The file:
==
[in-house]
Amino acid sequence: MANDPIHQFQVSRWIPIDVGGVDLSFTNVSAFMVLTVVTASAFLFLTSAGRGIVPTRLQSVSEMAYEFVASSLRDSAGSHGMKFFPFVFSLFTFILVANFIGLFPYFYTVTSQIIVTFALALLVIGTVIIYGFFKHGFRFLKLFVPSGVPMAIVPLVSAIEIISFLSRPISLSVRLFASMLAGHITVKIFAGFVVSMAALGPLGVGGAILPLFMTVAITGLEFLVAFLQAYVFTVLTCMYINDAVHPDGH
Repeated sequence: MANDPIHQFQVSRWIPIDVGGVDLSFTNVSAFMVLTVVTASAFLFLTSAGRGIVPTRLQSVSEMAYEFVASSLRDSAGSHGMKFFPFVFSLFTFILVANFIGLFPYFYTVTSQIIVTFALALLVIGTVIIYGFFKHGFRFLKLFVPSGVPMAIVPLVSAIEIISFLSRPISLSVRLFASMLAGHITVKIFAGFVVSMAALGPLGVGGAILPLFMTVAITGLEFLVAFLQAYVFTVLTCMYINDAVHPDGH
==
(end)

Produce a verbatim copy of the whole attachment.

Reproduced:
[in-house]
Amino acid sequence: MANDPIHQFQVSRWIPIDVGGVDLSFTNVSAFMVLTVVTASAFLFLTSAGRGIVPTRLQSVSEMAYEFVASSLRDSAGSHGMKFFPFVFSLFTFILVANFIGLFPYFYTVTSQIIVTFALALLVIGTVIIYGFFKHGFRFLKLFVPSGVPMAIVPLVSAIEIISFLSRPISLSVRLFASMLAGHITVKIFAGFVVSMAALGPLGVGGAILPLFMTVAITGLEFLVAFLQAYVFTVLTCMYINDAVHPDGH
Repeated sequence: MANDPIHQFQVSRWIPIDVGGVDLSFTNVSAFMVLTVVTASAFLFLTSAGRGIVPTRLQSVSEMAYEFVASSLRDSAGSHGMKFFPFVFSLFTFILVANFIGLFPYFYTVTSQIIVTFALALLVIGTVIIYGFFKHGFRFLKLFVPSGVPMAIVPLVSAIEIISFLSRPISLSVRLFASMLAGHITVKIFAGFVVSMAALGPLGVGGAILPLFMTVAITGLEFLVAFLQAYVFTVLTCMYINDAVHPDGH